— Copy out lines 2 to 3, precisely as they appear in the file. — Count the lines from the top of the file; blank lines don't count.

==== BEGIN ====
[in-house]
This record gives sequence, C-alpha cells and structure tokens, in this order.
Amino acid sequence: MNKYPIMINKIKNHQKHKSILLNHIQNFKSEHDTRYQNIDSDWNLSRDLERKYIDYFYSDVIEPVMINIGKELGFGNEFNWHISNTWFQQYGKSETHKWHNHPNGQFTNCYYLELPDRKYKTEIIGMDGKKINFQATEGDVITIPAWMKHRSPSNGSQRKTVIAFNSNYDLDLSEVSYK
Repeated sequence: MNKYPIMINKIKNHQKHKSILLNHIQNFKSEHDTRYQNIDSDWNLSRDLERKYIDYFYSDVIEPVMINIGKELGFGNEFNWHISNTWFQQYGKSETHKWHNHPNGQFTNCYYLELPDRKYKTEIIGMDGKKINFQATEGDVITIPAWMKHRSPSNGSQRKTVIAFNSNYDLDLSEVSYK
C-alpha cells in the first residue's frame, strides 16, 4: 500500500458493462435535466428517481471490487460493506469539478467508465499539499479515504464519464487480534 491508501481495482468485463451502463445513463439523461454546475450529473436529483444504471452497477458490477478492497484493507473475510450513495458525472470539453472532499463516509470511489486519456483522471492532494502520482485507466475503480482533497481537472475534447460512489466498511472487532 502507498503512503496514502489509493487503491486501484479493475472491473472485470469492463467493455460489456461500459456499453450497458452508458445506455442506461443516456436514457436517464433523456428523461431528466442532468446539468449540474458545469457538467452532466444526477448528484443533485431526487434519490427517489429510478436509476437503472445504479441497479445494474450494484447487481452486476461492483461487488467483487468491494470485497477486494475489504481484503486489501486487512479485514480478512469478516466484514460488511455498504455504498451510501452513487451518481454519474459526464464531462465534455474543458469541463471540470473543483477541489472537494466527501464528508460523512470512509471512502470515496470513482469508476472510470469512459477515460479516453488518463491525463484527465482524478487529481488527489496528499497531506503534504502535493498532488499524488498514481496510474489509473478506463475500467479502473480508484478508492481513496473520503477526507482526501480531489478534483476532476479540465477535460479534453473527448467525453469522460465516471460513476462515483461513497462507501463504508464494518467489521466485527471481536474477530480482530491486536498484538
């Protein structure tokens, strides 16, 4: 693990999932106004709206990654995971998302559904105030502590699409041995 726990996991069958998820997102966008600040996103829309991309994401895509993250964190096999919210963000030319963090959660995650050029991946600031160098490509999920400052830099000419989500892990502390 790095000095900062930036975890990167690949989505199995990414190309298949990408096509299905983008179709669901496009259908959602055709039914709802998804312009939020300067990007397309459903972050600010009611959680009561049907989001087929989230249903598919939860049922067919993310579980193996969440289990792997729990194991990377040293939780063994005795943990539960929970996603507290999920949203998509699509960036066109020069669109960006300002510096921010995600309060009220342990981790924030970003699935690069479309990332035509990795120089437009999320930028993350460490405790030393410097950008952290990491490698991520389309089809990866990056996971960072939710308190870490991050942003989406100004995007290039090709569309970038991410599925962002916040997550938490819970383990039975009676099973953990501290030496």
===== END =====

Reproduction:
This record gives sequence, C-alpha cells and structure tokens, in this order.
Amino acid sequence: MNKYPIMINKIKNHQKHKSILLNHIQNFKSEHDTRYQNIDSDWNLSRDLERKYIDYFYSDVIEPVMINIGKELGFGNEFNWHISNTWFQQYGKSETHKWHNHPNGQFTNCYYLELPDRKYKTEIIGMDGKKINFQATEGDVITIPAWMKHRSPSNGSQRKTVIAFNSNYDLDLSEVSYK